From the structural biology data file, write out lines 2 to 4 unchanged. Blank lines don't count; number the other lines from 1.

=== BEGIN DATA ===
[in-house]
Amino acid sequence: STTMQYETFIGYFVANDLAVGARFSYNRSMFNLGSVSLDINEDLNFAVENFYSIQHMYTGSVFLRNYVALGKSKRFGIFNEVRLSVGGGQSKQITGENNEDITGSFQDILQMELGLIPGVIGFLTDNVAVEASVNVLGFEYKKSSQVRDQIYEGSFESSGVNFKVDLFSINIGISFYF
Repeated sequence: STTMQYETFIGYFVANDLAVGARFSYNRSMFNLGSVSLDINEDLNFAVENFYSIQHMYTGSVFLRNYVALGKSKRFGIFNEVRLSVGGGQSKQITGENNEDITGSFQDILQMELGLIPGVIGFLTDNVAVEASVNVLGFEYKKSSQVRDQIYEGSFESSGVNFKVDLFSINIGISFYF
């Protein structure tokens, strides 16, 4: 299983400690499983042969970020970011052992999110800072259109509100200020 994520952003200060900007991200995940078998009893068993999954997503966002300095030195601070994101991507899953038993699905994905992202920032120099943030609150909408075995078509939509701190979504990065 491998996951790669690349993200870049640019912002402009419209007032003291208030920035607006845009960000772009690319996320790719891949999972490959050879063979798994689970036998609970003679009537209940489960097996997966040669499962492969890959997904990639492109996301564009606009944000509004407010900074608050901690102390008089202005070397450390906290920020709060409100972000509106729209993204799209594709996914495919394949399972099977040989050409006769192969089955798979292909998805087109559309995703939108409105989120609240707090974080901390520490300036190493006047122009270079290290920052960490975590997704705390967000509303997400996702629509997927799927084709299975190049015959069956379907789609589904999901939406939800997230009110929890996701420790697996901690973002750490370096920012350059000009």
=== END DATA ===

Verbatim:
Amino acid sequence: STTMQYETFIGYFVANDLAVGARFSYNRSMFNLGSVSLDINEDLNFAVENFYSIQHMYTGSVFLRNYVALGKSKRFGIFNEVRLSVGGGQSKQITGENNEDITGSFQDILQMELGLIPGVIGFLTDNVAVEASVNVLGFEYKKSSQVRDQIYEGSFESSGVNFKVDLFSINIGISFYF
Repeated sequence: STTMQYETFIGYFVANDLAVGARFSYNRSMFNLGSVSLDINEDLNFAVENFYSIQHMYTGSVFLRNYVALGKSKRFGIFNEVRLSVGGGQSKQITGENNEDITGSFQDILQMELGLIPGVIGFLTDNVAVEASVNVLGFEYKKSSQVRDQIYEGSFESSGVNFKVDLFSINIGISFYF
């Protein structure tokens, strides 16, 4: 299983400690499983042969970020970011052992999110800072259109509100200020 994520952003200060900007991200995940078998009893068993999954997503966002300095030195601070994101991507899953038993699905994905992202920032120099943030609150909408075995078509939509701190979504990065 491998996951790669690349993200870049640019912002402009419209007032003291208030920035607006845009960000772009690319996320790719891949999972490959050879063979798994689970036998609970003679009537209940489960097996997966040669499962492969890959997904990639492109996301564009606009944000509004407010900074608050901690102390008089202005070397450390906290920020709060409100972000509106729209993204799209594709996914495919394949399972099977040989050409006769192969089955798979292909998805087109559309995703939108409105989120609240707090974080901390520490300036190493006047122009270079290290920052960490975590997704705390967000509303997400996702629509997927799927084709299975190049015959069956379907789609589904999901939406939800997230009110929890996701420790697996901690973002750490370096920012350059000009």